WILL THE SHAREHOLDERS’ RIGHTS DIRECTIVE CURE THE SHORT-TERMISM OF EUROPEAN INVESTORS?
A lot of hopes have been pinned on the new shareholders’ rights directive at European level. Increasing the rights and duties of shareholders as corporate monitors is supposed to cure the short-termism of European shareholders. But we are extremely doubtful on whether the proposed remedies will bring the intended outcome. Instead, we would welcome a draft Directive that highlights the important monitoring role of an effective board of directors.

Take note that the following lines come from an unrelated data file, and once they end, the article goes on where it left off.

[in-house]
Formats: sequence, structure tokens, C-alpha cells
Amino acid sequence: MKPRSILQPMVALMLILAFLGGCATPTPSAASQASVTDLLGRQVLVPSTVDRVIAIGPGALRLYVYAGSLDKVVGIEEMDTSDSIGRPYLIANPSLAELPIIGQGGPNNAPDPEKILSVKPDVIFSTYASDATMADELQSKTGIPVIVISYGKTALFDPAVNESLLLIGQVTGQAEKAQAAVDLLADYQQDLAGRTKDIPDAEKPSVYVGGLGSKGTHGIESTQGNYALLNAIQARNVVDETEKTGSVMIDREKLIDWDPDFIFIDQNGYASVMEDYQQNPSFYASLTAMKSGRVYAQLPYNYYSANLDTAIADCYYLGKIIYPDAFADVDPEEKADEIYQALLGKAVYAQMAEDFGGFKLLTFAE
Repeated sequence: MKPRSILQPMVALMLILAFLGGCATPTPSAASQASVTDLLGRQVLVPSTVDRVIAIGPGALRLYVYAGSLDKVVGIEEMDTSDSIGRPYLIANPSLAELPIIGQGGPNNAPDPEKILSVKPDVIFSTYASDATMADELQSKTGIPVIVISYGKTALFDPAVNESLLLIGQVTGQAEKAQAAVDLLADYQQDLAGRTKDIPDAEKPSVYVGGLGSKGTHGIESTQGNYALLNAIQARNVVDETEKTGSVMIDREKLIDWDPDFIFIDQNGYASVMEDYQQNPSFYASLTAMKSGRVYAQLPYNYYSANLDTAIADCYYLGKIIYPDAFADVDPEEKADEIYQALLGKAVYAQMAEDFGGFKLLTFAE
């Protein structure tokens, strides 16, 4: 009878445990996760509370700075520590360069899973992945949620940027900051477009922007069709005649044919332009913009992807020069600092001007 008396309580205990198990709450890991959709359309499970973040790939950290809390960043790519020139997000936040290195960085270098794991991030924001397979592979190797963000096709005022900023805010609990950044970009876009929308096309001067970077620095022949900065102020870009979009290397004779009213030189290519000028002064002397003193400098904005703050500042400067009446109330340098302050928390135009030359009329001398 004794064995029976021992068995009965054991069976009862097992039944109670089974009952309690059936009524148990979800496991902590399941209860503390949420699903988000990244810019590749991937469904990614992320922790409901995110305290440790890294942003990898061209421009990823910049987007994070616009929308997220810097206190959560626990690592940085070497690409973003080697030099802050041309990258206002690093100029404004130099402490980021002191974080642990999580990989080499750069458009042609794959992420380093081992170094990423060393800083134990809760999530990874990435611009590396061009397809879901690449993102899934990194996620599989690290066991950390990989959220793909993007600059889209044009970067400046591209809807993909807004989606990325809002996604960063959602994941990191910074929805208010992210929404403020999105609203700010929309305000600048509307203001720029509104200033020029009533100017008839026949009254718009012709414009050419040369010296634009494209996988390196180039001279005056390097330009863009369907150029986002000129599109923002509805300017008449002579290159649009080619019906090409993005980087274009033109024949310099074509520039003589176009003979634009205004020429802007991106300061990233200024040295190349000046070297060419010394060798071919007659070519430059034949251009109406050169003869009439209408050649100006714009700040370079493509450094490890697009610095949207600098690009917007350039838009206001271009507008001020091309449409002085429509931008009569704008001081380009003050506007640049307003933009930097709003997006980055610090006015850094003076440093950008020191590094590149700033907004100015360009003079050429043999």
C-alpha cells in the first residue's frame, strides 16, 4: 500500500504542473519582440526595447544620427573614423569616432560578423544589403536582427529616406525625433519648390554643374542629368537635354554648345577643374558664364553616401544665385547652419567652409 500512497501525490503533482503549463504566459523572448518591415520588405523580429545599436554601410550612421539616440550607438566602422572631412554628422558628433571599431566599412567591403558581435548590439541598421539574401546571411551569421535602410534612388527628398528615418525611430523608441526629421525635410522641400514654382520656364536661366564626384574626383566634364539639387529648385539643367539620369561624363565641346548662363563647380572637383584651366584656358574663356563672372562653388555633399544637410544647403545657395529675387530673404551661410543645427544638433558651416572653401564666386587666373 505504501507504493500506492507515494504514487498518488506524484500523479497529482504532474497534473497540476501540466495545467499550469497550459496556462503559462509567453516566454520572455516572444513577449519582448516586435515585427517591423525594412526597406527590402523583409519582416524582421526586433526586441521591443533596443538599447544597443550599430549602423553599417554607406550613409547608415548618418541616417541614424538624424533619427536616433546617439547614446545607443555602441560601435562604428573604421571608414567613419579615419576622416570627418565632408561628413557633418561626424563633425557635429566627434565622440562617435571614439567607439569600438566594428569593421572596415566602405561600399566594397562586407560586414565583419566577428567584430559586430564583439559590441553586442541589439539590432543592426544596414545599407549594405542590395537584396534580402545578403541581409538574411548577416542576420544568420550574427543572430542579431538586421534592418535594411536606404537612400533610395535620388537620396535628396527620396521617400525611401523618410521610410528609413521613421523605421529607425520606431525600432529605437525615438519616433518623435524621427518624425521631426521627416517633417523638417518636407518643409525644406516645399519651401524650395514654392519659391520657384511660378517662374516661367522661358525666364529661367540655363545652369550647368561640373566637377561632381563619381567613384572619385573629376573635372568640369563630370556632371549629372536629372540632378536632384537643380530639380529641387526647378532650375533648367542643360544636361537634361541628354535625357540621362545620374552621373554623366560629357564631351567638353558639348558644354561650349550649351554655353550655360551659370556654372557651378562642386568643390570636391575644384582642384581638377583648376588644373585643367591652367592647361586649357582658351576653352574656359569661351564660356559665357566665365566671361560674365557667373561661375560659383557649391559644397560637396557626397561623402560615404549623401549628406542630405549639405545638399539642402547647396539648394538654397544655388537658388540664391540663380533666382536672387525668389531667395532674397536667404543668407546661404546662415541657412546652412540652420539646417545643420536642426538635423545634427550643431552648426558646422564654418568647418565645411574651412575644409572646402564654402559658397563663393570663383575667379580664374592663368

First and foremost, the draft directive does not take into account the great heterogeneity in shareholding models throughout Europe. The dispersed shareholding model is far from the prevailing form of listed companies throughout the EU. Assuming that institutional investors are the most important shareholder group in the EU is not correct either. Even institutional shareholders, who employ a long-term approach like insurance companies and pension funds, have reduced their corporate share-ownership from 28 percent to 8 percent in Europe in 2012.
Jan-Mar 2015 Issue
European Confederation of Directors’ Associations